Svengali Review

I first met Jonathan Owen a couple of years ago when I was working on Cass Pennant’s documentary debut Casuals, he was one of the many interviewees who helped to tell the history of the Mod and Casual fashion scene.

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As many have testified Jonny is genuinely one of the nicest fellows you’re likely to come across, especially in the entertainment industry, and his winning charm is at the heart of the success of the Svengali project that he has been working on since the first viral debuted on YouTube back in 2009.

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The original series of webisodes came to the attention of Mod culture and music fans alike and was hailed by the London Evening Standard as the “best thing on the Internet” at the time.  Featuring a smattering of cameos from the world of Rock, including real-life ‘Svengali’ Alan McGee and Carl Barât of The Libertines, it charts the arrival of former Welsh postman Paul ‘Dixie’ Dean in London with high hopes of promoting the raw and rowdy band The Premature Congratulations to the topper-most-of-the-popper-most.

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Whilst the five minute virals focused primarily on Dixie’s naivety and his relationship with his old Valley’s oppo Brian Horse(y) now a successful A&R man, whose contacts include all the leading lights of the British music biz, the feature film expands his world turning the spotlight on his long-suffering fiancée Shell played by the redoubtable, BAFTA award winning actress, Vicky McClure.

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Along with the central romantic plot line we also finally get to see The Prems as well as an insight into Dixie’s Welsh roots; particularly effective is the scene where his father played by the late Brian Hibbard tells Dixie that he’s not long for life and they share a poetic moment of pure cinematic gold.  I come back to this scene time and again, not only has it been made more poignant by Hibbard’s own death not long after the film was completed, but because I can’t tell if it’s totally written or completely improvised, either way it’s a marvelous acting tour-de-force by the two men.

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The key thing that the film manages to reveal in far greater depth is the fundamental difference between Dixie and Horsey who, on paper, could be considered two sides of the same coin.  Both hail from the same humble beginnings but one has completely reinvented himself cocking a snook at his past, whilst the other totally embraces it.  It’s a shame that Roger Evans’ performance as Horsey seems to have been largely overlooked by the critics, barely being mentioned in most of the mainstream reviews that I’ve read, he is the necessary Yin to Dixie’s Yang and the understated combination of embarrassment, envy and bemusement he displays on screen is one of the movie’s core strengths.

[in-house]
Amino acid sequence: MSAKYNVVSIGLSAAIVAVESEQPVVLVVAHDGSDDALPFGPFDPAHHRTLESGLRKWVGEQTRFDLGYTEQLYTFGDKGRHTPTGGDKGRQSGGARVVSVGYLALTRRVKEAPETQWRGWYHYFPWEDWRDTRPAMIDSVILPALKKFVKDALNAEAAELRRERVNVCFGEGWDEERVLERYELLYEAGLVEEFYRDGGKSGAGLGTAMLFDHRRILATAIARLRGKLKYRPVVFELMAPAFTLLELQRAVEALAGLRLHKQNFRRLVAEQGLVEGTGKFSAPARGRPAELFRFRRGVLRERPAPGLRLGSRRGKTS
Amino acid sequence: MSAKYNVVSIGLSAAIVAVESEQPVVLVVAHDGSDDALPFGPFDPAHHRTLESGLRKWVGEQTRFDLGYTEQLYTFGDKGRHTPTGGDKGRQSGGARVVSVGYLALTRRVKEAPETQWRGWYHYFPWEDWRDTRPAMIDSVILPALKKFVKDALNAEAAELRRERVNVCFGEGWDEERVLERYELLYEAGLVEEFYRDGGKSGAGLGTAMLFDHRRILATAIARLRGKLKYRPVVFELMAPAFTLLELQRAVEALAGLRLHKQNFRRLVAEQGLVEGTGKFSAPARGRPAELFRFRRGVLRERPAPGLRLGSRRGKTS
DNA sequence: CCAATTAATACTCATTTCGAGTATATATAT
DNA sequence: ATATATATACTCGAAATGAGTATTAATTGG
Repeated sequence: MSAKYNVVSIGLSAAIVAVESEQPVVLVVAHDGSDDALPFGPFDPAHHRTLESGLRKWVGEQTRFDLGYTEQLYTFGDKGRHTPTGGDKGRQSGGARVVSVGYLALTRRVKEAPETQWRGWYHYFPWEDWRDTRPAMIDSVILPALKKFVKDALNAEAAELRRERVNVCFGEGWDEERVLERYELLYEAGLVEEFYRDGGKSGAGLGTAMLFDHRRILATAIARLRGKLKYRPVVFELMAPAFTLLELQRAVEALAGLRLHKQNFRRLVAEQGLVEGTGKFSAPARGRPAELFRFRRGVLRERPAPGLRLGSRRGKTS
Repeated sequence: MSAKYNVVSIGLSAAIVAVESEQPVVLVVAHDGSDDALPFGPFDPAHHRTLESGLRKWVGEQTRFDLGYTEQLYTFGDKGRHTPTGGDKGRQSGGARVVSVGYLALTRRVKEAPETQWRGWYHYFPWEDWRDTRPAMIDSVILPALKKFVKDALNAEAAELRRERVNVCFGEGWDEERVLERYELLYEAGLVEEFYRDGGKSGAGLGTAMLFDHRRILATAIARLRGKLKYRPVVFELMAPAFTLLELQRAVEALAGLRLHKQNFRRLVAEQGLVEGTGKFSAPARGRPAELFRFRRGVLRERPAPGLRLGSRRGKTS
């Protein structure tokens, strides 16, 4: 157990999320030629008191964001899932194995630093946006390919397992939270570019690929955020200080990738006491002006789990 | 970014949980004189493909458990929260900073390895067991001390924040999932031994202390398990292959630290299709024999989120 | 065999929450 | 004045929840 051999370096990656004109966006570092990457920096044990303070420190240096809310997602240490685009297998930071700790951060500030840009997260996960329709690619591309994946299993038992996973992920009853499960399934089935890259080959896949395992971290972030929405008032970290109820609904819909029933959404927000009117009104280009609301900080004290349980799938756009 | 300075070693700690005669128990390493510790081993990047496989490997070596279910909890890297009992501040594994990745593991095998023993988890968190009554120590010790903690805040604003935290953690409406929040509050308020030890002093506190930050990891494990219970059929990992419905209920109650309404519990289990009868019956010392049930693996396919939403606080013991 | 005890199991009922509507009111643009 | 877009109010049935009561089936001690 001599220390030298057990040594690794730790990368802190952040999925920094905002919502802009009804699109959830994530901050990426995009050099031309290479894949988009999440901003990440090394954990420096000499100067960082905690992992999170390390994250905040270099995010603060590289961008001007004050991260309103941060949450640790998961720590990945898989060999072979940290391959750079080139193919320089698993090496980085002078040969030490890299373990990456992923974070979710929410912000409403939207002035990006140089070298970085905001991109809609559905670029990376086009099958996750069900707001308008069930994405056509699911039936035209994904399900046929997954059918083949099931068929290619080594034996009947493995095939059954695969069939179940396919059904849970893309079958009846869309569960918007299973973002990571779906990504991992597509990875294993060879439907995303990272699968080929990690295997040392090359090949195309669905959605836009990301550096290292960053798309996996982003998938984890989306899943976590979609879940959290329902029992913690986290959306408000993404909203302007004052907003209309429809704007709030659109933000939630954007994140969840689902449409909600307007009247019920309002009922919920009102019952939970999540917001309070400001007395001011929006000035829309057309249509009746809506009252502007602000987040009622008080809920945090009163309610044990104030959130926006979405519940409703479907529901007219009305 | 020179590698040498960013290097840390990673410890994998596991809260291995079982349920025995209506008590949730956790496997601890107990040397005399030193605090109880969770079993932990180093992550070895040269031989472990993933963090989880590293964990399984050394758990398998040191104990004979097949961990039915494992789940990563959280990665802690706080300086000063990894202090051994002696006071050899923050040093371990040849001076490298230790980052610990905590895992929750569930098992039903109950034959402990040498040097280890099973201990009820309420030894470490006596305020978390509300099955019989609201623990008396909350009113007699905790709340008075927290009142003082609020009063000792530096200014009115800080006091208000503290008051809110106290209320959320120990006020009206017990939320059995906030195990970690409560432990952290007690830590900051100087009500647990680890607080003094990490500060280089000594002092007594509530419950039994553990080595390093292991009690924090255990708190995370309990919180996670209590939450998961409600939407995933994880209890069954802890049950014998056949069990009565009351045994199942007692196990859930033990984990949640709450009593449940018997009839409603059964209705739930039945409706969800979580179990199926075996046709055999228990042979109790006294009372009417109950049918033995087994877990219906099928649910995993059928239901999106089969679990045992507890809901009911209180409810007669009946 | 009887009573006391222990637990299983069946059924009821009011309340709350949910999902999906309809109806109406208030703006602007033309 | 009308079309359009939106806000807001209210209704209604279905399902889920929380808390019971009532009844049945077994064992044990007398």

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Svengali manages to be at once a satire of the music and fashion scene, with Martin Freeman’s Mod-Elite record store owner and Matt Berry’s outrageously intimidating record label boss providing many of the laughs, but it’s also a romantic comedy, a rags to riches story and a buddy movie; this sounds disjointed but it actually holds together very well.  This is no doubt due to Jonny Owen’s central performance as Dixie, on screen almost all of the time his warmth, generosity and sincerity ooze off the screen.

svengali-the-prems

In one of the best scenes an exposed Horsey, who spends all of his time with yes men, cut-throat media types and prostitutes, ponders on what Dixie has that he doesn’t and whilst he narrowly focuses on how he is able to spot musical talent it is apparent that the major thing that Paul Dean has over Brian Horse in his life is love; both familial and romantic.  Dixie has kept true to himself and where he has hailed from so consequently, despite walking away from everything he aspired to he retains his dignity and his passion for life.